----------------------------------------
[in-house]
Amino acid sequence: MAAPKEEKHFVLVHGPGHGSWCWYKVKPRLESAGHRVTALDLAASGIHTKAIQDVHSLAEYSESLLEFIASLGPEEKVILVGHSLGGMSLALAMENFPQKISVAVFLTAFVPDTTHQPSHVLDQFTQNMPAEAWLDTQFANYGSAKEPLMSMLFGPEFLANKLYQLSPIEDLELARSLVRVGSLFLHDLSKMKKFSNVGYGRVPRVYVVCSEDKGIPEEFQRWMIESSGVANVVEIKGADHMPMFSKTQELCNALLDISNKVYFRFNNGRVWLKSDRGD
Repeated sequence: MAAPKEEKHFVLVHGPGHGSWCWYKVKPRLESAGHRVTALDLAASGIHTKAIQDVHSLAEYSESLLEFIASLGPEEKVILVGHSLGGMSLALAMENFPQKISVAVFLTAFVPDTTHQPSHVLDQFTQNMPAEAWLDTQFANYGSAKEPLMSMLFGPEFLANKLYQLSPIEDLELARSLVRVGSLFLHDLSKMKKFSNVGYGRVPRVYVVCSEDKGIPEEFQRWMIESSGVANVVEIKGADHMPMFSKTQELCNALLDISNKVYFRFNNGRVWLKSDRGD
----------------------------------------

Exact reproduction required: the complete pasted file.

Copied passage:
[in-house]
Amino acid sequence: MAAPKEEKHFVLVHGPGHGSWCWYKVKPRLESAGHRVTALDLAASGIHTKAIQDVHSLAEYSESLLEFIASLGPEEKVILVGHSLGGMSLALAMENFPQKISVAVFLTAFVPDTTHQPSHVLDQFTQNMPAEAWLDTQFANYGSAKEPLMSMLFGPEFLANKLYQLSPIEDLELARSLVRVGSLFLHDLSKMKKFSNVGYGRVPRVYVVCSEDKGIPEEFQRWMIESSGVANVVEIKGADHMPMFSKTQELCNALLDISNKVYFRFNNGRVWLKSDRGD
Repeated sequence: MAAPKEEKHFVLVHGPGHGSWCWYKVKPRLESAGHRVTALDLAASGIHTKAIQDVHSLAEYSESLLEFIASLGPEEKVILVGHSLGGMSLALAMENFPQKISVAVFLTAFVPDTTHQPSHVLDQFTQNMPAEAWLDTQFANYGSAKEPLMSMLFGPEFLANKLYQLSPIEDLELARSLVRVGSLFLHDLSKMKKFSNVGYGRVPRVYVVCSEDKGIPEEFQRWMIESSGVANVVEIKGADHMPMFSKTQELCNALLDISNKVYFRFNNGRVWLKSDRGD